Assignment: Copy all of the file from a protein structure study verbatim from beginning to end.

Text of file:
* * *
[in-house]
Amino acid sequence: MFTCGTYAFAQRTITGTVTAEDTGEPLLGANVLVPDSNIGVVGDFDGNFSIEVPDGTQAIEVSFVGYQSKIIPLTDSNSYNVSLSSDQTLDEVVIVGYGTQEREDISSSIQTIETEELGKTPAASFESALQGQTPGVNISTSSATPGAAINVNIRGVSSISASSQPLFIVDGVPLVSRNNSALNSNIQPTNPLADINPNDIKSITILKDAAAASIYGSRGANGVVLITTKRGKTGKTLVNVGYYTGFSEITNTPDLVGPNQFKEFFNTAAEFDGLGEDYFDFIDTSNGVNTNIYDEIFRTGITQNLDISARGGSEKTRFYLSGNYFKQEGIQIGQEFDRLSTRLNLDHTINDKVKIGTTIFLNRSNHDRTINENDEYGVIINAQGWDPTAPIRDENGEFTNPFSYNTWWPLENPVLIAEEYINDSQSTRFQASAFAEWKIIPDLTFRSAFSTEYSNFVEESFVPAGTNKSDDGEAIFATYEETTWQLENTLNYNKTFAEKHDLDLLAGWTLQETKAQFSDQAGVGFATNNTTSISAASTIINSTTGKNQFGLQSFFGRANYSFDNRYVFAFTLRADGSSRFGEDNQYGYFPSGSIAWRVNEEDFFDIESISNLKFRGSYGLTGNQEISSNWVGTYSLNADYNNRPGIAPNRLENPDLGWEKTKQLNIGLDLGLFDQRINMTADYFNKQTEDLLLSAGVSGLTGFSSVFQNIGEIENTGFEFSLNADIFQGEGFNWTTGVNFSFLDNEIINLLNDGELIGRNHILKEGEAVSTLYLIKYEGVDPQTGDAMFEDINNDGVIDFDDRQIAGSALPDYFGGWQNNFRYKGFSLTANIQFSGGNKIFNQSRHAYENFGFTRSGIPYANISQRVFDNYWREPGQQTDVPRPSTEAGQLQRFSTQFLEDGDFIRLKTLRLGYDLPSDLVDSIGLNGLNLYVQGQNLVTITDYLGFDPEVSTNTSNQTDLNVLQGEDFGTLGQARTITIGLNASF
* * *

[in-house]
Amino acid sequence: MFTCGTYAFAQRTITGTVTAEDTGEPLLGANVLVPDSNIGVVGDFDGNFSIEVPDGTQAIEVSFVGYQSKIIPLTDSNSYNVSLSSDQTLDEVVIVGYGTQEREDISSSIQTIETEELGKTPAASFESALQGQTPGVNISTSSATPGAAINVNIRGVSSISASSQPLFIVDGVPLVSRNNSALNSNIQPTNPLADINPNDIKSITILKDAAAASIYGSRGANGVVLITTKRGKTGKTLVNVGYYTGFSEITNTPDLVGPNQFKEFFNTAAEFDGLGEDYFDFIDTSNGVNTNIYDEIFRTGITQNLDISARGGSEKTRFYLSGNYFKQEGIQIGQEFDRLSTRLNLDHTINDKVKIGTTIFLNRSNHDRTINENDEYGVIINAQGWDPTAPIRDENGEFTNPFSYNTWWPLENPVLIAEEYINDSQSTRFQASAFAEWKIIPDLTFRSAFSTEYSNFVEESFVPAGTNKSDDGEAIFATYEETTWQLENTLNYNKTFAEKHDLDLLAGWTLQETKAQFSDQAGVGFATNNTTSISAASTIINSTTGKNQFGLQSFFGRANYSFDNRYVFAFTLRADGSSRFGEDNQYGYFPSGSIAWRVNEEDFFDIESISNLKFRGSYGLTGNQEISSNWVGTYSLNADYNNRPGIAPNRLENPDLGWEKTKQLNIGLDLGLFDQRINMTADYFNKQTEDLLLSAGVSGLTGFSSVFQNIGEIENTGFEFSLNADIFQGEGFNWTTGVNFSFLDNEIINLLNDGELIGRNHILKEGEAVSTLYLIKYEGVDPQTGDAMFEDINNDGVIDFDDRQIAGSALPDYFGGWQNNFRYKGFSLTANIQFSGGNKIFNQSRHAYENFGFTRSGIPYANISQRVFDNYWREPGQQTDVPRPSTEAGQLQRFSTQFLEDGDFIRLKTLRLGYDLPSDLVDSIGLNGLNLYVQGQNLVTITDYLGFDPEVSTNTSNQTDLNVLQGEDFGTLGQARTITIGLNASF